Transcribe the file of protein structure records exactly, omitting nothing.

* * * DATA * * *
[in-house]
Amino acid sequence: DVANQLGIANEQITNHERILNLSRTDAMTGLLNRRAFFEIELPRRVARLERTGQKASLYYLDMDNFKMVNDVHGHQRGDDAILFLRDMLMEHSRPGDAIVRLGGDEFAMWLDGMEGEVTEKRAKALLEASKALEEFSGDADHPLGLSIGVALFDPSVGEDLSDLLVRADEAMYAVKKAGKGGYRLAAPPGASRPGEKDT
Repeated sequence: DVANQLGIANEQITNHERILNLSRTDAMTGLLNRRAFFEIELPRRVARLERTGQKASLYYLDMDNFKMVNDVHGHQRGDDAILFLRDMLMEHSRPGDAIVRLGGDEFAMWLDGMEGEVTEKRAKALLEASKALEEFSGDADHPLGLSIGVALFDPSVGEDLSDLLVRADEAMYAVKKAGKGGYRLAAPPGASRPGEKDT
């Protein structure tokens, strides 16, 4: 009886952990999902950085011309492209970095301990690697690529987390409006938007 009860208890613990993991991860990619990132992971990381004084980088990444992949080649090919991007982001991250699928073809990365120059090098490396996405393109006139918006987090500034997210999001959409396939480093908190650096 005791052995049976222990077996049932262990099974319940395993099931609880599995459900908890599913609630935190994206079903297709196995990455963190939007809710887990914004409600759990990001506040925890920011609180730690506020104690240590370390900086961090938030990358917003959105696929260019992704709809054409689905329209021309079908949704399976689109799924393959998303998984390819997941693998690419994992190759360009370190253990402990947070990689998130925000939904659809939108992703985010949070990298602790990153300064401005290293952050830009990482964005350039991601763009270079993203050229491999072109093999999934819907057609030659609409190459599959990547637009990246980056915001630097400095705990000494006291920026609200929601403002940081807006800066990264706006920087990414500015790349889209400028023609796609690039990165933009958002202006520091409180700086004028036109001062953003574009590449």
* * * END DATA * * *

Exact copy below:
[in-house]
Amino acid sequence: DVANQLGIANEQITNHERILNLSRTDAMTGLLNRRAFFEIELPRRVARLERTGQKASLYYLDMDNFKMVNDVHGHQRGDDAILFLRDMLMEHSRPGDAIVRLGGDEFAMWLDGMEGEVTEKRAKALLEASKALEEFSGDADHPLGLSIGVALFDPSVGEDLSDLLVRADEAMYAVKKAGKGGYRLAAPPGASRPGEKDT
Repeated sequence: DVANQLGIANEQITNHERILNLSRTDAMTGLLNRRAFFEIELPRRVARLERTGQKASLYYLDMDNFKMVNDVHGHQRGDDAILFLRDMLMEHSRPGDAIVRLGGDEFAMWLDGMEGEVTEKRAKALLEASKALEEFSGDADHPLGLSIGVALFDPSVGEDLSDLLVRADEAMYAVKKAGKGGYRLAAPPGASRPGEKDT
């Protein structure tokens, strides 16, 4: 009886952990999902950085011309492209970095301990690697690529987390409006938007 009860208890613990993991991860990619990132992971990381004084980088990444992949080649090919991007982001991250699928073809990365120059090098490396996405393109006139918006987090500034997210999001959409396939480093908190650096 005791052995049976222990077996049932262990099974319940395993099931609880599995459900908890599913609630935190994206079903297709196995990455963190939007809710887990914004409600759990990001506040925890920011609180730690506020104690240590370390900086961090938030990358917003959105696929260019992704709809054409689905329209021309079908949704399976689109799924393959998303998984390819997941693998690419994992190759360009370190253990402990947070990689998130925000939904659809939108992703985010949070990298602790990153300064401005290293952050830009990482964005350039991601763009270079993203050229491999072109093999999934819907057609030659609409190459599959990547637009990246980056915001630097400095705990000494006291920026609200929601403002940081807006800066990264706006920087990414500015790349889209400028023609796609690039990165933009958002202006520091409180700086004028036109001062953003574009590449």